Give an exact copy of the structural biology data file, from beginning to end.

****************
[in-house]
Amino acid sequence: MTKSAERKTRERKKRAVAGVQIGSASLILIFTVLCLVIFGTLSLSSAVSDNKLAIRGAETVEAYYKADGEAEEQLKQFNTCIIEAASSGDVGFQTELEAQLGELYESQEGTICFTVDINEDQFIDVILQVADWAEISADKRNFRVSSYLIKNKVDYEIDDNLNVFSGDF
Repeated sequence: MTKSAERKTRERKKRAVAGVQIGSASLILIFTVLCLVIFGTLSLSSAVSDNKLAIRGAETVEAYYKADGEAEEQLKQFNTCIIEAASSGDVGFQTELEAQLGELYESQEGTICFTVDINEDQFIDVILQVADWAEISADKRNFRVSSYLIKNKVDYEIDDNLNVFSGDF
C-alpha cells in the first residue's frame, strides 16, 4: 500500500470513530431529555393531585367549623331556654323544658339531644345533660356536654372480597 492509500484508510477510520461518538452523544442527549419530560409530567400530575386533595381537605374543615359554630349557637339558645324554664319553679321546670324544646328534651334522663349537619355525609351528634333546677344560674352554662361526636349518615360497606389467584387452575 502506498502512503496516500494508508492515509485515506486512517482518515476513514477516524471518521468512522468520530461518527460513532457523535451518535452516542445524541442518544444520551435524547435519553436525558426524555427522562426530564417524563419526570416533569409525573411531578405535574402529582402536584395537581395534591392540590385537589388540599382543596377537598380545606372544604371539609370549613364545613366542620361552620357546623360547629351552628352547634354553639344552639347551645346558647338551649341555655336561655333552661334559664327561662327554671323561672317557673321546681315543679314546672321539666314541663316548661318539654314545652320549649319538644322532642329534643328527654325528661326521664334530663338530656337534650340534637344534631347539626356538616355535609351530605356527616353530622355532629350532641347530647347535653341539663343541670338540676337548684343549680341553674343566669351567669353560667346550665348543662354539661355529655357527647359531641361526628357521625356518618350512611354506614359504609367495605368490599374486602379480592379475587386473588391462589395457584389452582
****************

[in-house]
Amino acid sequence: MTKSAERKTRERKKRAVAGVQIGSASLILIFTVLCLVIFGTLSLSSAVSDNKLAIRGAETVEAYYKADGEAEEQLKQFNTCIIEAASSGDVGFQTELEAQLGELYESQEGTICFTVDINEDQFIDVILQVADWAEISADKRNFRVSSYLIKNKVDYEIDDNLNVFSGDF
Repeated sequence: MTKSAERKTRERKKRAVAGVQIGSASLILIFTVLCLVIFGTLSLSSAVSDNKLAIRGAETVEAYYKADGEAEEQLKQFNTCIIEAASSGDVGFQTELEAQLGELYESQEGTICFTVDINEDQFIDVILQVADWAEISADKRNFRVSSYLIKNKVDYEIDDNLNVFSGDF
C-alpha cells in the first residue's frame, strides 16, 4: 500500500470513530431529555393531585367549623331556654323544658339531644345533660356536654372480597 492509500484508510477510520461518538452523544442527549419530560409530567400530575386533595381537605374543615359554630349557637339558645324554664319553679321546670324544646328534651334522663349537619355525609351528634333546677344560674352554662361526636349518615360497606389467584387452575 502506498502512503496516500494508508492515509485515506486512517482518515476513514477516524471518521468512522468520530461518527460513532457523535451518535452516542445524541442518544444520551435524547435519553436525558426524555427522562426530564417524563419526570416533569409525573411531578405535574402529582402536584395537581395534591392540590385537589388540599382543596377537598380545606372544604371539609370549613364545613366542620361552620357546623360547629351552628352547634354553639344552639347551645346558647338551649341555655336561655333552661334559664327561662327554671323561672317557673321546681315543679314546672321539666314541663316548661318539654314545652320549649319538644322532642329534643328527654325528661326521664334530663338530656337534650340534637344534631347539626356538616355535609351530605356527616353530622355532629350532641347530647347535653341539663343541670338540676337548684343549680341553674343566669351567669353560667346550665348543662354539661355529655357527647359531641361526628357521625356518618350512611354506614359504609367495605368490599374486602379480592379475587386473588391462589395457584389452582